Even with the abundance of evidence for the need of thorough strength testing for the Containment Building, Mel Gray, Branch Chief for Engineering, NRC Region 1, remarked to C-10’s Debbie Grinnell, in an email dated 8/5/14: “…My staff is not aware of any cores taken from the Seabrook… containment structure.”

C-10’s expert witness on this matter, Dr. Paul Brown, Professor of Ceramic Sciences and Engineering at Penn State University, underscored the vital importance of tensile strength testing for concrete in his 9/19/14 testimony before the ACRS / PLR Subcommittee. He stated, in part: “…we can’t simply rely on someone giving us some compressive strength data to really understand what’s going on in the structure…a deteriorated concrete is characterized both for its compressive and its tensile strength… And you can understand it fairly simplistically. If you take a solid metal object and you just squeeze on it, you take a roll of quarters and you squeeze on it, the mechanical properties in compression may not be significantly compromised. But if you try and do a tensile test, you’ll see a very, very different set of results.”

C-10’s Ms. Grinnell asked Dr. Brown a few simple questions in preparation for this petition—via email, 11/20-21/15. These exchanges follow, with Dr. Brown’s answers in italics:
(D.G.) “Is there a professional reason that cores done in a nuclear plant containment building would not show data that would reveal reliable results?” (P.B.) “There is no reason.”
(D.G.) “Is there a reason cores cannot be done in a nuclear plant containment building as containment is too massive a building to draw a core safely?” (P.B.) “There is no reason.”
(D.G.) “Do you know if a core is removed from a containment wall, would it damage the building?” (P.B.) “No it will not have a meaningful effect on the building…No good technical reason not to do cores.”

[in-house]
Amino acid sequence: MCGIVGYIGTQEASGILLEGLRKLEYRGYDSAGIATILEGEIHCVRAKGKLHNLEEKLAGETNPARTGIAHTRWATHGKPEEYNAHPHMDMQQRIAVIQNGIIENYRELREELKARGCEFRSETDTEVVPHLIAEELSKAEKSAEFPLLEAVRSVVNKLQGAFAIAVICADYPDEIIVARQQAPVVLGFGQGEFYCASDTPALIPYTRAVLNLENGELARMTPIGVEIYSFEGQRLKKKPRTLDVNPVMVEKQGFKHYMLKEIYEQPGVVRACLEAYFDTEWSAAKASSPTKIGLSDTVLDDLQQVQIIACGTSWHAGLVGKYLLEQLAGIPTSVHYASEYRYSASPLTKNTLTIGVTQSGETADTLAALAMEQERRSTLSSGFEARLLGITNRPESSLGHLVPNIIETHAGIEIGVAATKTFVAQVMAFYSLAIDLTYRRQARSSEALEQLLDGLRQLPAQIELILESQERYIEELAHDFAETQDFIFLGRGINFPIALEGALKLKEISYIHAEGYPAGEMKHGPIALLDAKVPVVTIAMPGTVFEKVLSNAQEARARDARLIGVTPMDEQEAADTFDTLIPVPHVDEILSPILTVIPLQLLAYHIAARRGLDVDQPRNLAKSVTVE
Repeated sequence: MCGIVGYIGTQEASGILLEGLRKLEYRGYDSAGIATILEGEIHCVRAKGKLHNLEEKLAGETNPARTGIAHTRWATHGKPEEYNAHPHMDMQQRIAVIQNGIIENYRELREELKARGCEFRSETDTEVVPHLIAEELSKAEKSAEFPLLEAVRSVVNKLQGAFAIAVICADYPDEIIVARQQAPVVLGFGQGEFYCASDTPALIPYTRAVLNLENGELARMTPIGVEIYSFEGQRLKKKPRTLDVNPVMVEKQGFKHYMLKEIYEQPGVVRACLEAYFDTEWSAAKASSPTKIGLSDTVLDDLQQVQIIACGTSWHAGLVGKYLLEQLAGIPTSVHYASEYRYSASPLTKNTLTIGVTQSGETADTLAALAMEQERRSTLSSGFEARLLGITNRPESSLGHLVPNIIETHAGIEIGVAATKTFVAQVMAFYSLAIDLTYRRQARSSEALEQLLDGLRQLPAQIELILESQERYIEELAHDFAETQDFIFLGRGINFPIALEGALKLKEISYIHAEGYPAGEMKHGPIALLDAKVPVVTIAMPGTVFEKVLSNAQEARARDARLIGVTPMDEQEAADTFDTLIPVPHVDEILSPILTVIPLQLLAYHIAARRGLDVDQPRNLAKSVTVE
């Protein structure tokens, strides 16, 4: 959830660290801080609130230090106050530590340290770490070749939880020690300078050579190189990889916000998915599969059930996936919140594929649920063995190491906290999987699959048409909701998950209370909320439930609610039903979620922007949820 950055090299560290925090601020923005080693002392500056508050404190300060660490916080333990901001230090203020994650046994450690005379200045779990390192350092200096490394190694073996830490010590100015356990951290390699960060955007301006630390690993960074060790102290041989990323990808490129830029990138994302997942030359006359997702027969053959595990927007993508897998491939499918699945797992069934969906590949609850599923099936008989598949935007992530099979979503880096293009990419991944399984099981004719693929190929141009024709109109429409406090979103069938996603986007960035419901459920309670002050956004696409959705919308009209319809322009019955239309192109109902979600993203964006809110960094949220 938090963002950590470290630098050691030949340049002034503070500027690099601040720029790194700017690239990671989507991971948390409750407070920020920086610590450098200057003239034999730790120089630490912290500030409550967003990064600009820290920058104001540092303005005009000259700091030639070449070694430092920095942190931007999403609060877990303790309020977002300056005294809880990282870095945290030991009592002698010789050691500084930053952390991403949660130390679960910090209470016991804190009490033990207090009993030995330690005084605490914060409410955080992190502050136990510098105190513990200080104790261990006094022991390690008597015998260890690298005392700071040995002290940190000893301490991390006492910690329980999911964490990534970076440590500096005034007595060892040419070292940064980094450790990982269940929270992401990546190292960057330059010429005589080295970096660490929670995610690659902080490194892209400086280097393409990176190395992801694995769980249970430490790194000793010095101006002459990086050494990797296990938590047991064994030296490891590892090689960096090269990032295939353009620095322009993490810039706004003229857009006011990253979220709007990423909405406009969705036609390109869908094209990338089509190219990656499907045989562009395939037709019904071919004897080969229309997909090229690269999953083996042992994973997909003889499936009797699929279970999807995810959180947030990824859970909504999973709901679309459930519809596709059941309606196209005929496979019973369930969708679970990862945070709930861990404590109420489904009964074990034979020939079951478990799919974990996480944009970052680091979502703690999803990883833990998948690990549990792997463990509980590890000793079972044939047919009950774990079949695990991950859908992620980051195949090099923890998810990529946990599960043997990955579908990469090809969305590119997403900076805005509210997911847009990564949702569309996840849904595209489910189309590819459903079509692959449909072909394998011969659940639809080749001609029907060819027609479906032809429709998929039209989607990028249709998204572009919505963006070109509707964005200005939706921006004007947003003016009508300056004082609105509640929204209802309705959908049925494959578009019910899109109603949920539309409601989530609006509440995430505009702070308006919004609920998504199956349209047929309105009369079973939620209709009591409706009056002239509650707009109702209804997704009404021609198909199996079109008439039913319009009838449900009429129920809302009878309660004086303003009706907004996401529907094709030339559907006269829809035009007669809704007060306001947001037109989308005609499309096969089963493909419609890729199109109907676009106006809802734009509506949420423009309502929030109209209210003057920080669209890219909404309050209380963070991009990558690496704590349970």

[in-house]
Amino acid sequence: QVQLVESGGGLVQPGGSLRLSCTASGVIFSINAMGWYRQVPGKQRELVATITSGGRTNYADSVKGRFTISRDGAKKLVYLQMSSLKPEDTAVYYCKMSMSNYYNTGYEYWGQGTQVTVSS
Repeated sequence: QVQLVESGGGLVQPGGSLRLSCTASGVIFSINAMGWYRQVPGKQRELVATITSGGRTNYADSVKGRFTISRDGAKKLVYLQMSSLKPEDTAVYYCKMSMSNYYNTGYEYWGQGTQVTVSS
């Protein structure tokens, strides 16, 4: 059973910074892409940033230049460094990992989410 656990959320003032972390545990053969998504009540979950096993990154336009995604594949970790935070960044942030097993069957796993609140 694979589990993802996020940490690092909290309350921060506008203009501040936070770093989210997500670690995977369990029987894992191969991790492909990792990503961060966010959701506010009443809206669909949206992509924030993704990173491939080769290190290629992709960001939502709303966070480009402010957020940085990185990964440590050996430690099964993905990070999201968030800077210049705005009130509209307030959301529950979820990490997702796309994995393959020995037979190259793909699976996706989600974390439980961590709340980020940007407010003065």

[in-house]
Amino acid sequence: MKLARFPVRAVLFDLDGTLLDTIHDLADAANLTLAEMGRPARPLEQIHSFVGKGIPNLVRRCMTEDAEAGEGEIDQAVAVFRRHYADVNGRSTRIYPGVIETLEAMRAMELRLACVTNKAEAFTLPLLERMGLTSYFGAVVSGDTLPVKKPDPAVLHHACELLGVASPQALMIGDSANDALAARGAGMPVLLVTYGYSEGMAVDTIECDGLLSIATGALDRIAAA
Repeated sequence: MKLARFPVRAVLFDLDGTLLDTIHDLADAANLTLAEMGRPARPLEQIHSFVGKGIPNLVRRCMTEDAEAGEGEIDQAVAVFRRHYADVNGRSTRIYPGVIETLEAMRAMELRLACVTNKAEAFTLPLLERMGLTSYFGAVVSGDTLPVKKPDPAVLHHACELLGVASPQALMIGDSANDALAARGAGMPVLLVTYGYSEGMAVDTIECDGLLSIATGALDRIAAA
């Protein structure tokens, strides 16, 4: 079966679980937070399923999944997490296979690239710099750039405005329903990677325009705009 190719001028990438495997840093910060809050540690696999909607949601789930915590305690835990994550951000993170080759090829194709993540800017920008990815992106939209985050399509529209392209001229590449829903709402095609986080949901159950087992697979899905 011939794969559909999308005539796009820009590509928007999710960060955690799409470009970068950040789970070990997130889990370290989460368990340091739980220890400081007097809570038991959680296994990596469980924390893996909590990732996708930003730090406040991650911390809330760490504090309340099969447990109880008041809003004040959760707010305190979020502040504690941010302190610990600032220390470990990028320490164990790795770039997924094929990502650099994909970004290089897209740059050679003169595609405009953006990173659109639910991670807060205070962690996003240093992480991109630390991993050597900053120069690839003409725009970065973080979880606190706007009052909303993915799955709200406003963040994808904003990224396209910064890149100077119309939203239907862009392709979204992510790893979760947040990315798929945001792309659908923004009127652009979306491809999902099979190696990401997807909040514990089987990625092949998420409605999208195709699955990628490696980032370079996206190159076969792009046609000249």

After six years of study and analysis of ASR at Seabrook Station – Seabrook being the first commercial atomic plant in United States known to be so affected – NRC has not yet required that standard code testing be performed, in order to discover the full extent of the concrete degradation in walls supporting the two most safety-critical areas of the facility: the atomic reactor containment structure and the highly radioactive spent fuel pool. Insistence on such testing is in fact NRC’s obligation. In part, this lack of oversight may be due to the inexperience of NRC with the phenomenon of ASR – and the absence of ASR-specific regulations within the larger framework of NRC codes and standards. In the view of the petitioner, the lack of action to discover and report the extent of ASR within Seabrook’s safety-critical structures is also the result of a seeming unwillingness on the part of NRC to mandate the steps needed to determine the actual current material properties of concrete (determined for tensile strength, Poisson’s ratio, modulus of elasticity, and compressive strength as stated above) in those locations within the facility whose structural integrity is most crucial to the public health and safety.

Seabrook’s containment must remain an extremely robust concrete structure, in order to limit the radiation leaking out. Excessive leakage can expose plant workers to radiation and prevent or impede their efforts to mitigate an accident. Excessive leakage can expose members of the public to radiation and increase their chances of experiencing radiation-induced illnesses and fatalities. In light of the fact that both the aforementioned structures contain and must isolate from the biosphere some of the deadliest and long-lived toxins on earth, any realistic “aging management program” must begin with an accurate assessment of the damage already done by ASR.